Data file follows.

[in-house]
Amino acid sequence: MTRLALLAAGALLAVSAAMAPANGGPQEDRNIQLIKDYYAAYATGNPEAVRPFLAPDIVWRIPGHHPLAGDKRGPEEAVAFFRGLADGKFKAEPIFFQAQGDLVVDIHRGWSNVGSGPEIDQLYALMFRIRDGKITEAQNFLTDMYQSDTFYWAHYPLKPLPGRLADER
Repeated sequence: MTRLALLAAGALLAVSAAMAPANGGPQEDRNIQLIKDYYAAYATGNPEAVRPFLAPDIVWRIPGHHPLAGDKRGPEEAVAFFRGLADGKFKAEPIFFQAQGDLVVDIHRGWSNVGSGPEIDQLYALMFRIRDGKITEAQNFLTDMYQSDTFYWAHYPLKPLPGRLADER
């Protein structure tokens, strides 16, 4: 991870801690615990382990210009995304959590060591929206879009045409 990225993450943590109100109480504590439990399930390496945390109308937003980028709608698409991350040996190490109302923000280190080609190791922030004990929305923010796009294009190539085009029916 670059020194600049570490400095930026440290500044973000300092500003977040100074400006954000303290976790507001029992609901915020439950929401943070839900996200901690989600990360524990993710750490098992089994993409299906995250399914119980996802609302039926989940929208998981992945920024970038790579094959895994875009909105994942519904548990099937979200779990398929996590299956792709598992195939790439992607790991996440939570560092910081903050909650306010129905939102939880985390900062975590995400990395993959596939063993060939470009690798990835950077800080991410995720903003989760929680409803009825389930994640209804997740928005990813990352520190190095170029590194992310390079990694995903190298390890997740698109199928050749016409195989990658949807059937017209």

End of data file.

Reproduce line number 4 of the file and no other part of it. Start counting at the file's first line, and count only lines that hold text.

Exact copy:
């Protein structure tokens, strides 16, 4: 991870801690615990382990210009995304959590060591929206879009045409 990225993450943590109100109480504590439990399930390496945390109308937003980028709608698409991350040996190490109302923000280190080609190791922030004990929305923010796009294009190539085009029916 670059020194600049570490400095930026440290500044973000300092500003977040100074400006954000303290976790507001029992609901915020439950929401943070839900996200901690989600990360524990993710750490098992089994993409299906995250399914119980996802609302039926989940929208998981992945920024970038790579094959895994875009909105994942519904548990099937979200779990398929996590299956792709598992195939790439992607790991996440939570560092910081903050909650306010129905939102939880985390900062975590995400990395993959596939063993060939470009690798990835950077800080991410995720903003989760929680409803009825389930994640209804997740928005990813990352520190190095170029590194992310390079990694995903190298390890997740698109199928050749016409195989990658949807059937017209």